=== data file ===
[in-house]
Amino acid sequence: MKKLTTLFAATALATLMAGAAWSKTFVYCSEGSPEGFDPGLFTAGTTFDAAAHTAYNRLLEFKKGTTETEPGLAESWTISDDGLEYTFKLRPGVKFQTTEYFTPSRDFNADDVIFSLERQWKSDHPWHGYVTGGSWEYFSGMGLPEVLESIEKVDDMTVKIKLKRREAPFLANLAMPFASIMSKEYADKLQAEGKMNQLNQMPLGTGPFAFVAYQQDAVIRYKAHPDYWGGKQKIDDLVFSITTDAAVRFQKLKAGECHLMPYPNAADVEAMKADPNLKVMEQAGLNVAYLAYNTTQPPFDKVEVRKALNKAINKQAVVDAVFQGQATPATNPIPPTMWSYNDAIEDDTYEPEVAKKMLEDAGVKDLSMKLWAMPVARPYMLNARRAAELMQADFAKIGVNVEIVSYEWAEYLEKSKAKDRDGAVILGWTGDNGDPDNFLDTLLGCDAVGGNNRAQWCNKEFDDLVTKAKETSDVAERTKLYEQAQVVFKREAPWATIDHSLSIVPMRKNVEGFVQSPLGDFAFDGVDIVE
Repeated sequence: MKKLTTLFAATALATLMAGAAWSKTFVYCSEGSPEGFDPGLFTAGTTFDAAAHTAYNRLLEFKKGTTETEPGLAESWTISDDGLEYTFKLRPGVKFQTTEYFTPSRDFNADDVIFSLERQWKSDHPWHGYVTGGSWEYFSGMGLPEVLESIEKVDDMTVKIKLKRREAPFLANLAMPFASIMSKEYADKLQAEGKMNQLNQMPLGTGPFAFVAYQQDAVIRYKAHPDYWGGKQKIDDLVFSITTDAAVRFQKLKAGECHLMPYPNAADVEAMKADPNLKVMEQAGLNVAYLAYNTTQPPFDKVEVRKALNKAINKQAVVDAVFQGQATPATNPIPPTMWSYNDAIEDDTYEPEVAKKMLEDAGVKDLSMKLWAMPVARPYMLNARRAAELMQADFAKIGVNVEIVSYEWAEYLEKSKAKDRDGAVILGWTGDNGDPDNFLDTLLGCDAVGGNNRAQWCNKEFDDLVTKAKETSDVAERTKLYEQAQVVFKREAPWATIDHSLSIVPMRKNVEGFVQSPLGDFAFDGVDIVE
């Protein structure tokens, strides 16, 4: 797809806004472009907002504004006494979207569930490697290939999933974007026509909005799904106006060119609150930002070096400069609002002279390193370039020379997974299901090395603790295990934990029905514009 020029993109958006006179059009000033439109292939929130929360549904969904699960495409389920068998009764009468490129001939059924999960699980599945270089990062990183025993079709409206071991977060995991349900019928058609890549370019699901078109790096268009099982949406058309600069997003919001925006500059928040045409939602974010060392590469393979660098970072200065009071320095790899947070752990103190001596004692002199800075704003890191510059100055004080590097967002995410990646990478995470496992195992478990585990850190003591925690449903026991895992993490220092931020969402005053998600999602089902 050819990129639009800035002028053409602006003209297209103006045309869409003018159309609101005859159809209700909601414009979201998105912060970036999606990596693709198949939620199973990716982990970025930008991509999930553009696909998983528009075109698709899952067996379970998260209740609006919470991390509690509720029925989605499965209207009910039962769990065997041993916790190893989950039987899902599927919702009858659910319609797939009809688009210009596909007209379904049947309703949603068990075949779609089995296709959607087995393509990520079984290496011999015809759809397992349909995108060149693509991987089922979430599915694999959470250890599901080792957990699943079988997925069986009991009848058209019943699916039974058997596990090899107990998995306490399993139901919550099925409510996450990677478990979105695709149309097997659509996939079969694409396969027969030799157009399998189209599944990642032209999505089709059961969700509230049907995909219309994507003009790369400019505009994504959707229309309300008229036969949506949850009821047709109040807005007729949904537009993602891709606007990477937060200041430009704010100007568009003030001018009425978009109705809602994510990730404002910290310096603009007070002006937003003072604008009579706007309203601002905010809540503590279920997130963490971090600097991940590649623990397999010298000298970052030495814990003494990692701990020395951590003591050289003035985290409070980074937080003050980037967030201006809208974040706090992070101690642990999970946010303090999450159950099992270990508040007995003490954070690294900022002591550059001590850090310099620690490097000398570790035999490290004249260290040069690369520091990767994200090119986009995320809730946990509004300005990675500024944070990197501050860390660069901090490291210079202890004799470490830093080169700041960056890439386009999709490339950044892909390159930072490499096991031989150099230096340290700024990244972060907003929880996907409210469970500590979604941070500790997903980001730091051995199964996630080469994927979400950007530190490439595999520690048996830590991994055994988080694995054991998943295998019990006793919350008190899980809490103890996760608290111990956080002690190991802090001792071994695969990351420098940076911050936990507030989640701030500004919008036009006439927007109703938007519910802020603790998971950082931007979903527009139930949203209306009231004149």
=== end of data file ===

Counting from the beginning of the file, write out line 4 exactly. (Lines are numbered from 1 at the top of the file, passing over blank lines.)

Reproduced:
């Protein structure tokens, strides 16, 4: 797809806004472009907002504004006494979207569930490697290939999933974007026509909005799904106006060119609150930002070096400069609002002279390193370039020379997974299901090395603790295990934990029905514009 020029993109958006006179059009000033439109292939929130929360549904969904699960495409389920068998009764009468490129001939059924999960699980599945270089990062990183025993079709409206071991977060995991349900019928058609890549370019699901078109790096268009099982949406058309600069997003919001925006500059928040045409939602974010060392590469393979660098970072200065009071320095790899947070752990103190001596004692002199800075704003890191510059100055004080590097967002995410990646990478995470496992195992478990585990850190003591925690449903026991895992993490220092931020969402005053998600999602089902 050819990129639009800035002028053409602006003209297209103006045309869409003018159309609101005859159809209700909601414009979201998105912060970036999606990596693709198949939620199973990716982990970025930008991509999930553009696909998983528009075109698709899952067996379970998260209740609006919470991390509690509720029925989605499965209207009910039962769990065997041993916790190893989950039987899902599927919702009858659910319609797939009809688009210009596909007209379904049947309703949603068990075949779609089995296709959607087995393509990520079984290496011999015809759809397992349909995108060149693509991987089922979430599915694999959470250890599901080792957990699943079988997925069986009991009848058209019943699916039974058997596990090899107990998995306490399993139901919550099925409510996450990677478990979105695709149309097997659509996939079969694409396969027969030799157009399998189209599944990642032209999505089709059961969700509230049907995909219309994507003009790369400019505009994504959707229309309300008229036969949506949850009821047709109040807005007729949904537009993602891709606007990477937060200041430009704010100007568009003030001018009425978009109705809602994510990730404002910290310096603009007070002006937003003072604008009579706007309203601002905010809540503590279920997130963490971090600097991940590649623990397999010298000298970052030495814990003494990692701990020395951590003591050289003035985290409070980074937080003050980037967030201006809208974040706090992070101690642990999970946010303090999450159950099992270990508040007995003490954070690294900022002591550059001590850090310099620690490097000398570790035999490290004249260290040069690369520091990767994200090119986009995320809730946990509004300005990675500024944070990197501050860390660069901090490291210079202890004799470490830093080169700041960056890439386009999709490339950044892909390159930072490499096991031989150099230096340290700024990244972060907003929880996907409210469970500590979604941070500790997903980001730091051995199964996630080469994927979400950007530190490439595999520690048996830590991994055994988080694995054991998943295998019990006793919350008190899980809490103890996760608290111990956080002690190991802090001792071994695969990351420098940076911050936990507030989640701030500004919008036009006439927007109703938007519910802020603790998971950082931007979903527009139930949203209306009231004149």